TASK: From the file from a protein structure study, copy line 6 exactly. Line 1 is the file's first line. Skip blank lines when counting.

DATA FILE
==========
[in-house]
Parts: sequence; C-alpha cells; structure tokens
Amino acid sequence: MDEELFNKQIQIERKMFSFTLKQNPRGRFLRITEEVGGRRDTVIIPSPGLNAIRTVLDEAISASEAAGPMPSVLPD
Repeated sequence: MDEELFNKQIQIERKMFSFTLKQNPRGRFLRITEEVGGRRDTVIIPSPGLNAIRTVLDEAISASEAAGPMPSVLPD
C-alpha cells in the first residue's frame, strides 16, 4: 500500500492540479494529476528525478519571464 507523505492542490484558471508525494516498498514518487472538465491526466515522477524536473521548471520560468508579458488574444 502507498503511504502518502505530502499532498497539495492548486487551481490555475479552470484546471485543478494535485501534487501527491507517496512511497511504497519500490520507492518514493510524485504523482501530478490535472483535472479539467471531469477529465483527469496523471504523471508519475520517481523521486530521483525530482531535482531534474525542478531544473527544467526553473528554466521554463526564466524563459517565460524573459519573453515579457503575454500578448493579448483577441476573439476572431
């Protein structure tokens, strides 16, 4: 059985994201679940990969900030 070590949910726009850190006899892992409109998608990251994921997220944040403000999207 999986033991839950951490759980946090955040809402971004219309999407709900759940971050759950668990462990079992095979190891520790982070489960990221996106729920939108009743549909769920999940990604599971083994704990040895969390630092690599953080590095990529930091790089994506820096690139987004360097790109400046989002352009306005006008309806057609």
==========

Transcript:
């Protein structure tokens, strides 16, 4: 059985994201679940990969900030 070590949910726009850190006899892992409109998608990251994921997220944040403000999207 999986033991839950951490759980946090955040809402971004219309999407709900759940971050759950668990462990079992095979190891520790982070489960990221996106729920939108009743549909769920999940990604599971083994704990040895969390630092690599953080590095990529930091790089994506820096690139987004360097790109400046989002352009306005006008309806057609």